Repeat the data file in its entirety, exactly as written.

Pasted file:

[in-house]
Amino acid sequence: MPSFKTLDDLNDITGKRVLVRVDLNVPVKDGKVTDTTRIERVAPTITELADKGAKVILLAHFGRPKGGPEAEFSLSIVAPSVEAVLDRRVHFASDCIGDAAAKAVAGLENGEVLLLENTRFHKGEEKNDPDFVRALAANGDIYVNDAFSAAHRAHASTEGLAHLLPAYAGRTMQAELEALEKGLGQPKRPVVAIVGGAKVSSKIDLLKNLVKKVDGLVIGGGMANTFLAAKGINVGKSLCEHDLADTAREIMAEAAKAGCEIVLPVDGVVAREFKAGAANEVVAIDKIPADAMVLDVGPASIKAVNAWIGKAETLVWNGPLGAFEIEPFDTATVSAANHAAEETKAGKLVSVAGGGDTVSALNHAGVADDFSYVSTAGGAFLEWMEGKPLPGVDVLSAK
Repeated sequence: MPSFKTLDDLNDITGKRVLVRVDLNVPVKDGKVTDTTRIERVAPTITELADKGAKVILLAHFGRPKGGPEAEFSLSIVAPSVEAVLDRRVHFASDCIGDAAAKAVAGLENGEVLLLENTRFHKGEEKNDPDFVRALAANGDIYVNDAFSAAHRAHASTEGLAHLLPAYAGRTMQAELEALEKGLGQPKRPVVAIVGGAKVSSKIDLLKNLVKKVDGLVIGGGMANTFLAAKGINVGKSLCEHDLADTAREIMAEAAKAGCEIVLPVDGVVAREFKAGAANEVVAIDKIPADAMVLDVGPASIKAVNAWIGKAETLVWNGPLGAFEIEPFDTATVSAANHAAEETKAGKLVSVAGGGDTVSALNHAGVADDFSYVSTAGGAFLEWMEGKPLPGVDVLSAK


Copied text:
[in-house]
Amino acid sequence: MPSFKTLDDLNDITGKRVLVRVDLNVPVKDGKVTDTTRIERVAPTITELADKGAKVILLAHFGRPKGGPEAEFSLSIVAPSVEAVLDRRVHFASDCIGDAAAKAVAGLENGEVLLLENTRFHKGEEKNDPDFVRALAANGDIYVNDAFSAAHRAHASTEGLAHLLPAYAGRTMQAELEALEKGLGQPKRPVVAIVGGAKVSSKIDLLKNLVKKVDGLVIGGGMANTFLAAKGINVGKSLCEHDLADTAREIMAEAAKAGCEIVLPVDGVVAREFKAGAANEVVAIDKIPADAMVLDVGPASIKAVNAWIGKAETLVWNGPLGAFEIEPFDTATVSAANHAAEETKAGKLVSVAGGGDTVSALNHAGVADDFSYVSTAGGAFLEWMEGKPLPGVDVLSAK
Repeated sequence: MPSFKTLDDLNDITGKRVLVRVDLNVPVKDGKVTDTTRIERVAPTITELADKGAKVILLAHFGRPKGGPEAEFSLSIVAPSVEAVLDRRVHFASDCIGDAAAKAVAGLENGEVLLLENTRFHKGEEKNDPDFVRALAANGDIYVNDAFSAAHRAHASTEGLAHLLPAYAGRTMQAELEALEKGLGQPKRPVVAIVGGAKVSSKIDLLKNLVKKVDGLVIGGGMANTFLAAKGINVGKSLCEHDLADTAREIMAEAAKAGCEIVLPVDGVVAREFKAGAANEVVAIDKIPADAMVLDVGPASIKAVNAWIGKAETLVWNGPLGAFEIEPFDTATVSAANHAAEETKAGKLVSVAGGGDTVSALNHAGVADDFSYVSTAGGAFLEWMEGKPLPGVDVLSAK